Monday, October 5, 2015
First impressions of the free LFQ node from OpenMS
Over the weekend I got to finally toy around with one of the cool free nodes from the Kohlbacher lab that we can install into Proteome Discoverer 2.0. The LFQ is short for "Label Free Quan" and the nodes are freely available to download for anybody here. Now, before I go forward I should probably reiterate something that is on that page. These are 2nd party nodes and these won't be supported by Thermo's Proteome Discoverer team. Questions should be directed to the node developers. Fortunately, they seem quite straight forward!
Here are some early impressions of the nodes.
1) They are easy to install. Download the file from SourceForge, make sure all Proteome Discoverer versions on the PC are closed and run the file. When you reopen, the nodes are there!
2) The node developer's even have workflows ready for us! There is a Processing Workflow and Consensus Workflow. Which is great! Cause, honestly, I wouldn't have thought to set them up as above....
3) Interesting note. SequestHT and Percolator are mandatory. Gotta have 'em or you won't go anywhere, it seems.
4) LFQProfiler appears to multithread.
Windows performance loggers are always kind of hard to interpret, but all 8 cores on this desktop appeared to be doing something when the LFQ Profiler kicked in. In the consensus you can actually tell that LFQ node how many cores it is allowed to use! On other runs, it looked like I was maybe only using 4 cores, but this really isn't a good measurement.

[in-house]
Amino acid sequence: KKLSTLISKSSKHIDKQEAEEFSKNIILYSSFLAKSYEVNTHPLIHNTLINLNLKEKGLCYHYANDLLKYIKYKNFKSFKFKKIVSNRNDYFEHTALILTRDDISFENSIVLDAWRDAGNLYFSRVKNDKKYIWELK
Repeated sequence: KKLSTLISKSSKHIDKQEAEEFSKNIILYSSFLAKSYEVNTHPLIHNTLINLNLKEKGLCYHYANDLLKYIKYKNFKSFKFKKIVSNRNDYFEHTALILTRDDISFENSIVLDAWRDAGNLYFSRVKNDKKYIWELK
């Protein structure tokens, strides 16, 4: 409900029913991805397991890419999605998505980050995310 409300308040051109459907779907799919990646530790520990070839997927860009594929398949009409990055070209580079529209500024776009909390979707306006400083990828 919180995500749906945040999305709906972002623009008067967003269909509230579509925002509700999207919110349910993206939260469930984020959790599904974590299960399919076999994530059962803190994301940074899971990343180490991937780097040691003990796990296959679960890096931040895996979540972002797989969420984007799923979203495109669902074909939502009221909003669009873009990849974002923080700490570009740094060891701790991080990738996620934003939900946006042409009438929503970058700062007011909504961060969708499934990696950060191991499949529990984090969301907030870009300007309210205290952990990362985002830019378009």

5) Disclaimer here: I've got like 10 versions of Proteome and Compound Discoverer on my desktop because I have been alpha/beta testing them for years. I've got some versions that are locked down for different projects so my working environment is probably sub-ideal. But... I'm gonna be honest here, and I'm likely doing something wrong, but I'm finding the node a little difficult to integrate into my workflows, in an odd way. I keep getting "Execution failed" in my Administration tabs, but the failed workflow can be opened and looks just fine. I do have to unhide my Intensity but the numbers are here and it looks like it ran real fast!
So...first impressions. The LFQ node installs easy, has convenient pre-made workflows (additional downloads required) and seems to run fast. More analysis required to see how it works, but its Sunday and this is all the PD I think I'll do today!
UPDATE: 12/2/15. Downloaded the LFQ nodes and they are AWESOME!!!